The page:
As human beings it’s in our nature to seek fast and convenient solutions to our problems. Unfortunately, many of the most serious problems we face in the modern world require long-term thinking and planning; things like our personal finances and energy consumption.
The Expediency Factor is our deeply rooted instinct to search for fast, short-term, convenient solutions to a particular problem. Behavior like this almost always leads to irrational action due to the fact that any behavior that fails to take into consideration the long-term effects on one’s own well being is irrational.
- Long-term effects of poor money habits = BAD to our own well being
- Long-term effects of fossil fuel based energy consumption = BAD to our own well being
One of the biggest, if not the biggest areas where people fall victim to the Expediency Factor is with their personal finances. An individual with an inability to make strategic long-term decisions in the area of personal finance will most certainly end up with major financial problems down the road. Poor short-term financial decisions equate to damaging one’s own financial well being down the road. You don’t have to be part of the Cognitive Elite to see this is irrational behavior.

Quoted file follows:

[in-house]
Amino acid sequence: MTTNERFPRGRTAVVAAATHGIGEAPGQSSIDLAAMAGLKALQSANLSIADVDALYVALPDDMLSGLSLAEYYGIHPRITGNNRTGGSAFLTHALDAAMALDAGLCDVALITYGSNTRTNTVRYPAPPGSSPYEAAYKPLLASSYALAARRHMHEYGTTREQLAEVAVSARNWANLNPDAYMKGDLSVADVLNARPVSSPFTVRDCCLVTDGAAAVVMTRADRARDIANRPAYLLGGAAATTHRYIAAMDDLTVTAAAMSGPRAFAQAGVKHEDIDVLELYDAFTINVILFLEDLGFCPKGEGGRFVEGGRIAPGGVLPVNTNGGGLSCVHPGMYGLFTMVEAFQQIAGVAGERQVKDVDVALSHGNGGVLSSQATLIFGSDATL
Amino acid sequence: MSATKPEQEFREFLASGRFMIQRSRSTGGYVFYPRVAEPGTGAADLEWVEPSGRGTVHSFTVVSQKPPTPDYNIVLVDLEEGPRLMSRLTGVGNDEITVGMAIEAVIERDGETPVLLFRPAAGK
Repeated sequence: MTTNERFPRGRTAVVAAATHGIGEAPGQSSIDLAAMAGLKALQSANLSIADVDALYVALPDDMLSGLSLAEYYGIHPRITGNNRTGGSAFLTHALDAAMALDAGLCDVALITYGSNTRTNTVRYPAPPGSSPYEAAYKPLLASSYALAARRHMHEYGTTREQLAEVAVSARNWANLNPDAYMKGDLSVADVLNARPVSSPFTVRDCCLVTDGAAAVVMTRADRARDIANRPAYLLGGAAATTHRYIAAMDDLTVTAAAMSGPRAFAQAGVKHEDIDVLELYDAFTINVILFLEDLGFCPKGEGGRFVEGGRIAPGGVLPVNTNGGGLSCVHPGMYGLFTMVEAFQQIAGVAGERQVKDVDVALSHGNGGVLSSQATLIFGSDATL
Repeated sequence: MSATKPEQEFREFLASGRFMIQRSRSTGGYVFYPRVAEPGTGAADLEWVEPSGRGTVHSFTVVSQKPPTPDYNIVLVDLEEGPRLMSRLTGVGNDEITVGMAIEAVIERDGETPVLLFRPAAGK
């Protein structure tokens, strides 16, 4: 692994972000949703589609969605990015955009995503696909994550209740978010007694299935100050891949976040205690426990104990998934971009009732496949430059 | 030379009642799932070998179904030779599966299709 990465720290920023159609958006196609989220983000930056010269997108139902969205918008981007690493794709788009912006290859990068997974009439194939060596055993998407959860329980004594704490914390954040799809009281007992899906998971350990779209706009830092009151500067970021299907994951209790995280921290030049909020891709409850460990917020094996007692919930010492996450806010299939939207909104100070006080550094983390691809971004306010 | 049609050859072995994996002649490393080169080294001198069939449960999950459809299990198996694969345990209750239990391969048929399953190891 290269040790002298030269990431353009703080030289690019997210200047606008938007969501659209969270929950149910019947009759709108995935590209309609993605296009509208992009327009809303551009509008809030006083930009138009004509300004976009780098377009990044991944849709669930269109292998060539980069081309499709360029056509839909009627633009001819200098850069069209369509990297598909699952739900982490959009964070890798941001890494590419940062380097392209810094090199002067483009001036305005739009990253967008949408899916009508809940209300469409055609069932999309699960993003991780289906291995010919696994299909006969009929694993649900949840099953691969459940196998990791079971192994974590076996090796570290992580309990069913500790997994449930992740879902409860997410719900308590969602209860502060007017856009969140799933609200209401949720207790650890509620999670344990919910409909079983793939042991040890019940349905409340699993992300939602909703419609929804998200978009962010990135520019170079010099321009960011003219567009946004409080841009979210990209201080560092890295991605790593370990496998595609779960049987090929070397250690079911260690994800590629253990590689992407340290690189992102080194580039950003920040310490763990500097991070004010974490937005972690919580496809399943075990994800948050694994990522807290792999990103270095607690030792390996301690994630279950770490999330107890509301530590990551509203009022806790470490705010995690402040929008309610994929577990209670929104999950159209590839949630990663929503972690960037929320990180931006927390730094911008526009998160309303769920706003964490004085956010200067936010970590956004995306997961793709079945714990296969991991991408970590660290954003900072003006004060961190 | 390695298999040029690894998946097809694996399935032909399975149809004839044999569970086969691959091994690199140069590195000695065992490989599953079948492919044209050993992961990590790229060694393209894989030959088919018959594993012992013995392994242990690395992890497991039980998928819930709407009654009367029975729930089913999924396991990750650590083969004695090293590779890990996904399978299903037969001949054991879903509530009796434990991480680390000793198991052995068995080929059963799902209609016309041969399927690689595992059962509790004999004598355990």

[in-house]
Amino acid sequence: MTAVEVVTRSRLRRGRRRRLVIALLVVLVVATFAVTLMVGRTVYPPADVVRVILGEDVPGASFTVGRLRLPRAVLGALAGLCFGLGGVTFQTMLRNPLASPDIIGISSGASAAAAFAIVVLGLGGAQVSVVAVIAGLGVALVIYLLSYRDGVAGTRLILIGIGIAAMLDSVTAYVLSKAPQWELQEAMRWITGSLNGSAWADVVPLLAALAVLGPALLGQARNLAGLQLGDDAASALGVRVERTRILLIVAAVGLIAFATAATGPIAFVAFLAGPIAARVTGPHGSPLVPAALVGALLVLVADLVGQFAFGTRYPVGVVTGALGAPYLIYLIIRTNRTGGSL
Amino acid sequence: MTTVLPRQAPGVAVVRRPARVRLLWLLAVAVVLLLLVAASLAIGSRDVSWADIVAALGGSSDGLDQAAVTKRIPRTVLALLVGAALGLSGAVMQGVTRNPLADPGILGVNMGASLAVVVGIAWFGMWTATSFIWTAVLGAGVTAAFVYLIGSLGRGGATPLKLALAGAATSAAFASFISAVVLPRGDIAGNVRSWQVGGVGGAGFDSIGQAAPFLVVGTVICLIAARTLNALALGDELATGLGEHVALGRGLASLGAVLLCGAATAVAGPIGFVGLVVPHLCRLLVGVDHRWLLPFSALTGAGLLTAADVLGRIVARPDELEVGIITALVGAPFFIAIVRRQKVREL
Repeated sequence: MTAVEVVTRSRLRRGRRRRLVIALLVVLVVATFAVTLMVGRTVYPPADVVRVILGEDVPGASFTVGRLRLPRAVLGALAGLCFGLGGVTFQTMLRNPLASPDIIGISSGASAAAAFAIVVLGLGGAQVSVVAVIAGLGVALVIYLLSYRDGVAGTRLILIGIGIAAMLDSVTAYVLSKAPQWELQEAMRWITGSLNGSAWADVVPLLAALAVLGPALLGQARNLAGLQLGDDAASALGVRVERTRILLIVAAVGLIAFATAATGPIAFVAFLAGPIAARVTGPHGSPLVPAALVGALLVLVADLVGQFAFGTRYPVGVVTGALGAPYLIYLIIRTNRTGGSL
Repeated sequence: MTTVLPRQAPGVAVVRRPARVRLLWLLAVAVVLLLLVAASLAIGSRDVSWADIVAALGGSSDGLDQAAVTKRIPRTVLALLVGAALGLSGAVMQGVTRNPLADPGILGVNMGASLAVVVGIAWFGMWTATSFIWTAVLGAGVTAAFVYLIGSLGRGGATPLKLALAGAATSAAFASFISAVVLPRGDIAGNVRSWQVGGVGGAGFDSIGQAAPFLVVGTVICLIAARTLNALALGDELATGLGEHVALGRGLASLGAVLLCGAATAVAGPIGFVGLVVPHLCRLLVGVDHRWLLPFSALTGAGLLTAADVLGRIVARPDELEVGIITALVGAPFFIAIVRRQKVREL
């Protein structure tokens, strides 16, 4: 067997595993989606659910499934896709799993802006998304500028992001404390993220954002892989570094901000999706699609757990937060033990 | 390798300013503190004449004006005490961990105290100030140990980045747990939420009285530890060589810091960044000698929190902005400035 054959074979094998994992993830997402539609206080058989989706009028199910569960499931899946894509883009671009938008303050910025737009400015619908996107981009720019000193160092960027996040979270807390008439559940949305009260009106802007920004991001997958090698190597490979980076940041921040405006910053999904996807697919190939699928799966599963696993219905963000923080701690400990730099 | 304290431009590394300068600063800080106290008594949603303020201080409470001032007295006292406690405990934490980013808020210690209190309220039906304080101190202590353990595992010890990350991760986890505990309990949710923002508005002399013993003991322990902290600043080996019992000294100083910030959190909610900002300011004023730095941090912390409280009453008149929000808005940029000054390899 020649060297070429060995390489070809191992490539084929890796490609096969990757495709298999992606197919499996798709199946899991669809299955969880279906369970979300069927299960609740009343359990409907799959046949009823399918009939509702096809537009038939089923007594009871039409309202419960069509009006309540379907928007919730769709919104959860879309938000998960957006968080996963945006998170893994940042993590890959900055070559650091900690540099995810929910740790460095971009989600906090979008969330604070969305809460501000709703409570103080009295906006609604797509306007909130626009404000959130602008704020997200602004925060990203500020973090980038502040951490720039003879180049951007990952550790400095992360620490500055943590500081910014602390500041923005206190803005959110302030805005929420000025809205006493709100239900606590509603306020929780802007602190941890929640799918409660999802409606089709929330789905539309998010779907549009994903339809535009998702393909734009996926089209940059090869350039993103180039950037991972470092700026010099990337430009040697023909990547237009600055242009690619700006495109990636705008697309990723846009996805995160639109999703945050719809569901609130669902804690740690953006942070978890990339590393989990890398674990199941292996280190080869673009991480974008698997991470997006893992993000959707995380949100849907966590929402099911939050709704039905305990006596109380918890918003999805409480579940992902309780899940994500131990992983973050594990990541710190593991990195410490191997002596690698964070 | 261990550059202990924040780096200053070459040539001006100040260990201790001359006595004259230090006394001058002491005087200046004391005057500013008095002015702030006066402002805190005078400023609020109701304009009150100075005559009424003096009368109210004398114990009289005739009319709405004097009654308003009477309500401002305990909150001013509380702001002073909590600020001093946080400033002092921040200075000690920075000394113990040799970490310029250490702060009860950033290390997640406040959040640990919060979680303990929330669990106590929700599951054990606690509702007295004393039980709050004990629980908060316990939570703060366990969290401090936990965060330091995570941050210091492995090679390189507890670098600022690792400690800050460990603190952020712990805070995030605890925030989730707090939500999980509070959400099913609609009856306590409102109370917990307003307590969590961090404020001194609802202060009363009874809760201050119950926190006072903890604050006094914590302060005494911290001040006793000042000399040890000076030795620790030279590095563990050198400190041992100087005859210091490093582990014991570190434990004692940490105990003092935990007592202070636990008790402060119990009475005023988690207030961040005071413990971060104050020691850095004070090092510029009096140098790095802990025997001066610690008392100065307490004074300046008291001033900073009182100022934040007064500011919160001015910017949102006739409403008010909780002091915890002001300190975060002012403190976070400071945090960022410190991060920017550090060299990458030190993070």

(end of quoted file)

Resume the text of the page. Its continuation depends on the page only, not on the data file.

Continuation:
Fossil fuel based energy consumption seriously
tests our long-term thinking capabilities…
Fossil fuel based energy consumption hits us with a double-whammy of long-term decisions. First, it’s a major expense in the area of our personal finances which, as I just mentioned, is an area where we fall prey to the Expediency Factor routinely. Second, finding solutions to the energy crisis requires substantial long-term thinking abilities. Again, not one of our strong points.
Being in the renewable energy field I often see people struggle with decisions about their future. Even after showing someone rationally how something like solar panels on their home will increase their net worth by $100,000 or more they have reluctance to make a final decision. You can see the Expediency Factor at play as they wrestle with their primal fast, short-term, convenient solution seeking instinct.
What should I do?
We must be aware of the Expediency Factor and admit to ourselves that we struggle with long-term decision making, then make the necessary course corrections in our lives to improve on this area of weakness.
People who have worked hard to build (and actually have) a solid financial foundation typically have better long-term thinking skills. If you are one of these people, then investments like solar electric panels and solar hot water heaters will make better sense to you.
Most people want to do the right thing by reducing their use of fossil fuel based energy consumption. However, many people find themselves in a mental bind that makes it difficult to make good, long-term, rational decisions.
So, if you find yourself struggling with long-term decisions around your family’s personal finances and energy consumption you should find an friend, advisor or someone else who has better long-term thinking skills than you. Then listen and learn from them to improve your own skills and be less influenced by the Expediency Factor.
By: Matt Bartlett
What’s your opinion on this topic? Leave your comments and questions below or “friend” me on Facebook to start a conversation.